Monday Morning, September 28, 2008
We’ve been through more than one national crisis. They tell us we are in another. Thanks to round the clock cable news, we’ve grown accustomed to a close up view of natural disasters – earthquakes on the other side of the globe, hurricane force winds, storm surges and rivers overflowing their banks. And then there are the failures of man-made structures and systems – bridges that collapse and trains collide and airplanes fall from the sky. If there’s not a network crew handy to deliver in high definition, someone with a cell phone camera in video mode is. The images are splotchy and jerky, but we get the idea.
Sometimes I wonder if this overexposure to global tragedy is really helpful. Yes, it triggers relief efforts and generosity; but are we perhaps numbed to the reality of disaster when we are immersed in a steady stream of virtual images? And now, after all the unexpected challenges on our national timeline (at Arrow, we call that a Suffograph), we’ll add one more. This one is perhaps the most ominous of them all – the complete collapse of our financial system. Our leaders have even conjured up images of The Great Depression.
As our politicians wrangle over a bailout plan, and as our two parties clash night after night trading punches and body blows and verbal grenades, our fighting men and women carry on in places like Iraq and Afghanistan. I continue to marvel at the level of commitment these men and women and their families display below the radar of national attention. Even the most ardent critics of the war effort are careful to point out that our military personnel are worthy of praise for their sacrifice. Most of them, as I see it, aren’t in it for praise. I come to that conclusion because I’ve talked to a few of them myself; most notably my two nephews. They wear the uniform, having survived the intense training and preparation, and now enter into the fray as young men just plain willing to serve.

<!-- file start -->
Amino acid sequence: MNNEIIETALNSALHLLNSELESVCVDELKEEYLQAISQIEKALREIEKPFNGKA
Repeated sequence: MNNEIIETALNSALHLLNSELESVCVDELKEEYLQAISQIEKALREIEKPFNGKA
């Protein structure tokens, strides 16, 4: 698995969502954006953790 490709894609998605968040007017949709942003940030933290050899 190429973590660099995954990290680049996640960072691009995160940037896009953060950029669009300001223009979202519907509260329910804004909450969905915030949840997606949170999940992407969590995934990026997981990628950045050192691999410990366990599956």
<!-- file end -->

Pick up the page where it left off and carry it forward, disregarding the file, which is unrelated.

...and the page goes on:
My two brothers and their good wives come from my generation (well, almost my generation) when our view of public service fell somewhat short of the benchmark laid before their two sons. As I spoke to a long-time friend and contemporary last night, the father of yet another Marine, our memories of anti-war protests on the campus and weakened Presidents (Johnson and Nixon then Ford and Carter) and flag burnings that matched flaming draft documents are still fresh in our minds. It doesn’t seem that long ago… not to us, anyway.
But now my brothers and several of my friends have sons and daughters who have answered the call to duty with remarkable character and inner strength. This is no computer game for them. They are quite aware of the dangers and the risks. They know about the political controversies. But it’s a matter of pride. Duty. Family. Country. When Sarah Palin called for prayer in that church video, and her words were twisted by some to make it sound like she was advocating some kind of holy war and cheering on some sort of Pentecostal theocracy. These guys knew better. War is not a sadistic game or an exercise in religious conquest. It’s the inescapable consequence of human conflict. Some are called upon to protect and defend. They rise to the occasion.
So yesterday, we sent off one of those brave Marines, Corporal Barrett Kemp, to his second tour of duty with his Battalion 1 / 4. They ship off to Iraq in a matter of days. He joins his cousin 2nd Lieutenant Timothy Kemp. Barrett (we call him Bear) explained to me that his hero is the biblical character, David, who did not fall back when the call came. His first test came along when as a young man, no military training, made the rather audacious claim that the giant Goliath ought not be feared. “Who will take him on?” None in Israel stepped up. Until David. He volunteered. Fearless.
So Bear doesn’t have illusions of grandeur. He just thinks that someone has to step up. And Tim feels the same. The sacrifice is real. Tim is a new dad. He leaves behind his son and his wife, Anna. And a praying family.
So here we are, leaders one and all, reading headlines that scream doom. We know the world is a dangerous place. Guarantees are hard to come by.
But as Pastor Phil pointed out just this morning – “Tell me when there was a time when there was no corruption. No natural disasters. No threat of the proliferation of war. No ‘white-collar’ crime. No fraud. No market manipulations. Tell me when?”
There was muffled laughter at the question – mainly because there has never been such a time. Ever.
So we look into the eyes of these brave young men and women and see something there that was all too rare. It’s a new kind of patriotism for this Common Era. Guys like the Bear and Tim and Austin and Robin, who also know, as David did, that strength and courage and integrity come from the Living God.
Copyright Kenneth E Kemp, 2008